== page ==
It is quite appropriate that you brought this up this evening as my Grandfather had a family tradition of having a bottle of White Burgundy upon seeing his first Swallow at home in spring which we did this evening, and suitably imbibed. He got this from being a fireman on the Pullman trains from Leeds to London. In the spring of 1938 they came back from London on the Yorkshire Pullman and a young gentleman came passed the locomotive and proffered the Evening Standard and a good chunk of Burgundy with the said tale, and how it had been an excellent trip north. Due deference was shown to the young man, but the driver upon his departure put the ES to the fire, and offered the wine to my Grandfather as he was a "Tetley's Man". My Grandfather took the wine home and drank it from his cellar when the Swallows showed up in the North at his home - wine would have been corked!! . He precured wine through out the war by buying in before it got scarce (Grandma was not happy) as it cost a lot at "discounted rates" of money. He never drank wine other than that, and only that evening of the first Swallow. The tradition has passed on as a welcoming of summer to many friends and family, though many may not observer it as we do, ie first glass out doors (it can be very cold or I may not even be in the country so left to Mrs Mac) but he would be pleased to see it carried on by all, and what better excuse do you need for White Burgundy ( there is an actual village but I hesitate to drive the price up further by recommending it Therefore may I wish you all a wonderful summer where ever you maybe, or given the global reach of this site a kind winter.
Cheers
Mr Mac
Mr Mac is online now  
Old 31st Mar 2021, 00:38
  #6 (permalink)  
 
Join Date: Jan 2003
Location: Kelowna Wine Country
Posts: 459
Mr Mac,

Love it.

I worked on the Ffestiniog as fireman my 18th Summer hols. Lived with Bill and Mrs Hoole in the cottage at the end of the Cob. We used only newspaper and kindling to get the fire going. Getting up so early was a shock to the young system.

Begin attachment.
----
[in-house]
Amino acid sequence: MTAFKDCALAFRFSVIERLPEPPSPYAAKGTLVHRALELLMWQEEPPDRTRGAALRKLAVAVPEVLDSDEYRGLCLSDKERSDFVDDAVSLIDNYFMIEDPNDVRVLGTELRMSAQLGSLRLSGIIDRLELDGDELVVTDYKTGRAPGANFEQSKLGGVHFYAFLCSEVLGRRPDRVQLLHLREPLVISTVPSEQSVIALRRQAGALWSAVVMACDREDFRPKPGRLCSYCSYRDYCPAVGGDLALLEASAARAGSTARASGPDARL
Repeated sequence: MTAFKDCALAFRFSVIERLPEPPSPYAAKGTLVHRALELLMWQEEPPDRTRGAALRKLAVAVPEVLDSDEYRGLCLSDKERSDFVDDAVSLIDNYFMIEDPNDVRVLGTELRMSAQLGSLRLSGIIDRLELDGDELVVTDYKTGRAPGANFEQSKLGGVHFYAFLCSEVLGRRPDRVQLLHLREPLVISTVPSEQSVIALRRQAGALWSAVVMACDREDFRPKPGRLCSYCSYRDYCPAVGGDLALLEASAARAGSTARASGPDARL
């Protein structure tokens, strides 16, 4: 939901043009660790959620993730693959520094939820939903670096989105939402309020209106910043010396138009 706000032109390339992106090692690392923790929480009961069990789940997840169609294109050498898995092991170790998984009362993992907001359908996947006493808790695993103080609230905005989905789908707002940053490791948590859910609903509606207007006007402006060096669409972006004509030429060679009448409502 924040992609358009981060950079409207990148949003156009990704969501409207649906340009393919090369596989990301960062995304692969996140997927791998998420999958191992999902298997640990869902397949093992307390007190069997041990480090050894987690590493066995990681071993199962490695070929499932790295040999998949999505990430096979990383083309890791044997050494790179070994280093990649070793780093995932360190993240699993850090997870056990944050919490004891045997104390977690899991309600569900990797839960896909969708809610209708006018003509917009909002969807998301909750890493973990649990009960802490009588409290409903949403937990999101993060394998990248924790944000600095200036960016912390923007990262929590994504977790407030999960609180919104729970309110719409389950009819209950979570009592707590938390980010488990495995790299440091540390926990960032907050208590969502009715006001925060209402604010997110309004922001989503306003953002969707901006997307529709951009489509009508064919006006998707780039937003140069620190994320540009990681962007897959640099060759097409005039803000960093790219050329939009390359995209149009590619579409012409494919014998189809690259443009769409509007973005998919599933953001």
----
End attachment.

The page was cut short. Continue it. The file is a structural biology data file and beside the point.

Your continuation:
After lighting the fire we would oil up the underpinnings. Every day I would be absolutely covered in oil and grease but Bill would still be as clean as we started. I asked him why one day as we were going in for breakfast.

""Well," he said, "you see, you clean your way out but I clean my way in." Words I have repeated to my kids so often.
ChrisVJ is offline  
Old 31st Mar 2021, 10:41
  #7 (permalink)  
 
Join Date: Jun 2016
Location: Norfolk
Posts: 315
I remember the crew on a steam engine cooking their bacon and eggs on the coal shovel.
57mm is offline  
Old 31st Mar 2021, 10:48
  #8 (permalink)  
 
Join Date: Apr 2009
Location: A place in the sun
Age: 80
Posts: 1,039
Like this?
Bergerie1 is offline  
Old 31st Mar 2021, 11:00
  #9 (permalink)  
 
Join Date: Feb 2010
Posts: 12
Aside from lighting the fire the secret seems to be to only very slowly heat it up. In order to avoid any metal fatigue. One method seems to be to fill in already hot water to shorten the time. Otherwise it might take more than a night to bring some cold engine up carefully. In the old days they were typically kept warmed up all the time whenever in permanent use.
Less Hair is offline  
Old 31st Mar 2021, 12:04
  #10 (permalink)  
 
Join Date: Jun 2007
Location: Beyond the Blue Horizon
Age: 61
Posts: 890
Less Hair
My Grandfather said the preservation people would face difficulties with locos due to them cooling down so often instead of being slightly warm between large services. He said it was old technology and required gentle handling to a degree. However in the steam engines defence he did refer to the drivers seats on the then new Diesel engines as the “wonder seat” as you used to wonder what would happen next !! He did say with spanner, hammer you could generally get a steam engine out of the way if you were having issues, not so with a diesel. His steam engines were A1,3,4, and B1 8F, 9F Back 5 and std 5 with diesel being Deltic,40,45,47 from memory. I got to ride on a 9F when 7 years old not long before he retired, it terrified.me especially the tunnels as we were double heading 😊